|1935-1936 Syracuse Orangemen|
Coach: Lew Andreas
Syracuse was returning only one starter, center Ed Sonderman. Smooth shooting junior Johnny Simonaitis was set to start in one guard position. Captain Marc Guley started the season ill, so Ollie Scott took the other guard position. Sophomores Jack Curran and Norm Leavitt would start in the forward positions. The team was very inexperienced, and their lack of consistency showed.
Syracuse had the ability to win its first five seven games against some impressive opponents. Guley would get healthy enough to return to the starting lineup, and Scott would share time with Sonderman at center. They had a big lead against Michigan State, which they dwindled, finally resulting in a close victory for the Orangemen. The team jumped to a big lead against Rochester, then lost that lead in the second half. Inspired play by Scott and Guley rallied the Orange to victory.
Syracuse would lose their first game of the season at Penn State on January 15th. The Nittany Lion guards outplayed the Orange forwards, resulting in a one point victory. Syracuse then faced a tough Notre Dame team at home. The Orange led 27-25 at half time behind some outstanding shooting by Simonaitis and Sonderman. However, the Fighting Irish came on strong during the second half, beating Syracuse 46-43, and snapping Syracuse's 35 game home court winning streak.
After the consecutive losses, Coach Lew Andreas moved Guley to forward, and started Scott at guard, taking Curran out of the starting lineup. The move seemed to provide some improvement for Syracuse.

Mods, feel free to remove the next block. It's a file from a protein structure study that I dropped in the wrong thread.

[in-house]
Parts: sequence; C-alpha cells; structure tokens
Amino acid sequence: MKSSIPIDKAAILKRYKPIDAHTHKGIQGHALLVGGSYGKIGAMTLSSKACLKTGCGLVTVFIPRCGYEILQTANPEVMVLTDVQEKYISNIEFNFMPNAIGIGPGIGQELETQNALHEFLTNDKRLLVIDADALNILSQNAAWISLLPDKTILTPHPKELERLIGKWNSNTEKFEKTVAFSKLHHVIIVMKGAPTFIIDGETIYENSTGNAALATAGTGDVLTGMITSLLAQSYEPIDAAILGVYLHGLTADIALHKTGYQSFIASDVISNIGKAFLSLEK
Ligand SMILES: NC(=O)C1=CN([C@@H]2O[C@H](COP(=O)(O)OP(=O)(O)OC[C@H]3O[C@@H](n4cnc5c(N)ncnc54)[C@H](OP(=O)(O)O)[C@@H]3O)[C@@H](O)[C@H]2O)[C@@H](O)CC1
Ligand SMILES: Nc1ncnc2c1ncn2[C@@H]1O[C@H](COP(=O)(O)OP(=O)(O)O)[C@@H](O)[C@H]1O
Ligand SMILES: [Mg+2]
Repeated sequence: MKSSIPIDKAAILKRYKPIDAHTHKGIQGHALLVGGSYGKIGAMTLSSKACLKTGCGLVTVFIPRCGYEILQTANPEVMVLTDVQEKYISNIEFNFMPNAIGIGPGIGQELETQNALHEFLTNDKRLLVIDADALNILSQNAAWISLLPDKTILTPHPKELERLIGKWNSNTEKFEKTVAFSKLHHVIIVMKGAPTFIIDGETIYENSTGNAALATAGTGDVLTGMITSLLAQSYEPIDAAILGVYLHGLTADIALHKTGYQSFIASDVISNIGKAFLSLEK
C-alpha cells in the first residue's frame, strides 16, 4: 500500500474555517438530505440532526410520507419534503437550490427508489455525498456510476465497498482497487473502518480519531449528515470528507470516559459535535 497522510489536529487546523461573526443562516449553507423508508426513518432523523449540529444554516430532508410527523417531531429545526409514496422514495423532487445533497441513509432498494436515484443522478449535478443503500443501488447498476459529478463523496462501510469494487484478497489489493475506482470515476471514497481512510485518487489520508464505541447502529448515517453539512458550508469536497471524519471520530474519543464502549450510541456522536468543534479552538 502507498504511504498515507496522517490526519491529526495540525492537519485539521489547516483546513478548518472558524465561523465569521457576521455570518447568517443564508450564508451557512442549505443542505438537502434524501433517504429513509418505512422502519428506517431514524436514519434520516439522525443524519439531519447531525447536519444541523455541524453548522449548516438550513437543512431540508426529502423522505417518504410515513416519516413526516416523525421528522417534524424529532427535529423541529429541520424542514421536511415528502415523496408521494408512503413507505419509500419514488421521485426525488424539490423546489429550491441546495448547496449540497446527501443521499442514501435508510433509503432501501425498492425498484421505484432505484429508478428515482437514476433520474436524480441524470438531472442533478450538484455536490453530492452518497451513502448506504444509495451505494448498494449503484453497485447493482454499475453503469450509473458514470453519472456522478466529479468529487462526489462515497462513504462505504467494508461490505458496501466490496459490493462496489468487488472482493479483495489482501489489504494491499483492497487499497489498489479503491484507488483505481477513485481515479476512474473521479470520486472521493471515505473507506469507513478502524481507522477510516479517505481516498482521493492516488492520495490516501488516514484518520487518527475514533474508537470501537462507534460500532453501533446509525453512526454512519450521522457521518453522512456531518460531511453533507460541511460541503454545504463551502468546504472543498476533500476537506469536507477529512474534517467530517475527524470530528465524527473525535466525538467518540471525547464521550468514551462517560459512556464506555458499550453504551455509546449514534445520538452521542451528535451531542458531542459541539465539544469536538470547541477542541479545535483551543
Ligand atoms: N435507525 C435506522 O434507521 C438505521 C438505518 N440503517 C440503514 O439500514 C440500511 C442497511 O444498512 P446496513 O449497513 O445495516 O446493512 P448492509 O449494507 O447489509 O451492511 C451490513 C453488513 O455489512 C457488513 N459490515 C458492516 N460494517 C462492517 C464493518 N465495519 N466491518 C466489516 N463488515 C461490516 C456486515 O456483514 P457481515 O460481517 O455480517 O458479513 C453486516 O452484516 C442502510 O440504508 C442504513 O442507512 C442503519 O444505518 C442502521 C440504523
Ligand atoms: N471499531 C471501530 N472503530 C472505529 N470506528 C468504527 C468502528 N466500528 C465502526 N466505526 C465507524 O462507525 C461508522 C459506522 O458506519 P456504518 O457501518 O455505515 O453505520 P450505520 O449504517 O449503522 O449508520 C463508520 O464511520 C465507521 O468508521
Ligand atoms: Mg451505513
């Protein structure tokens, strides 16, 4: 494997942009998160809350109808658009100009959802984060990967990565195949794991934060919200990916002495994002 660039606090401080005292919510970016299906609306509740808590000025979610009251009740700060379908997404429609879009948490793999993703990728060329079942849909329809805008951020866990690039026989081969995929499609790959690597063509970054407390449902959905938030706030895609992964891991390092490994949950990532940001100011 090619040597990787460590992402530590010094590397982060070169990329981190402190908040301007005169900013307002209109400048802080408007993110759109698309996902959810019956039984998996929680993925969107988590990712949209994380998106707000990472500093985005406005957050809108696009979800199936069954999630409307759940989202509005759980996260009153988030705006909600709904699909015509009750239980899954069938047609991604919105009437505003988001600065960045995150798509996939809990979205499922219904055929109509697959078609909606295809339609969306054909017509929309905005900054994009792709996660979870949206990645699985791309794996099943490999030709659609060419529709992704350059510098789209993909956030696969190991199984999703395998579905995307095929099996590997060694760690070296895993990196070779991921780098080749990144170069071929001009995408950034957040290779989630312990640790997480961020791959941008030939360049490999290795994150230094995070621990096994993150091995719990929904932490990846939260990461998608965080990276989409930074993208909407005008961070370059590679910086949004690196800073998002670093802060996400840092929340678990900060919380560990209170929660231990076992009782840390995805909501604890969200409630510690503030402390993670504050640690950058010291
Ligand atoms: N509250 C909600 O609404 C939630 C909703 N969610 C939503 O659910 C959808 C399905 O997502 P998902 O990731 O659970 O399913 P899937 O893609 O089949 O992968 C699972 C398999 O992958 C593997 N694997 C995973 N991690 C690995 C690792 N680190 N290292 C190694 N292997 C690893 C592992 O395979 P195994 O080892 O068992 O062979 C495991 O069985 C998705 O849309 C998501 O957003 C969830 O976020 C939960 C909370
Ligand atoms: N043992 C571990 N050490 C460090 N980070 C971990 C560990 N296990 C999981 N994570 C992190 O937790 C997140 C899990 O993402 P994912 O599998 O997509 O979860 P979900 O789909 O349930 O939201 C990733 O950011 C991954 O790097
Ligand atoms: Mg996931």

A couple of games later, the Orangemen would play a wild game against Rutgers. With 30 seconds to go, Sonderman followed up on a missed basket and tied the game 35-35. In overtime, Rutgers would lead most of the period, but Syracuse tied it up with about a minute to play. With time expiring, Leavitt would dribble the length of the court and find Simonaitis open, who would shoot a jumper to give Syracuse a one point lead. Time would then expire before Rutgers could get the ball back down court.
Syracuse would travel to St. Lawrence in late February, and would be overwhelmed in a loss. They would then lose their next two, 34-30 in a poor shooting effort against Niagara, and were upset by Colgate 37-32, despite a strong 19 point effort by Simonaitis.
Syracuse, which had set high levels of standards for success, finished the season with 5 losses, their most since 1931-1932. They also lost three games at home, after having a 35 game home winning streak.
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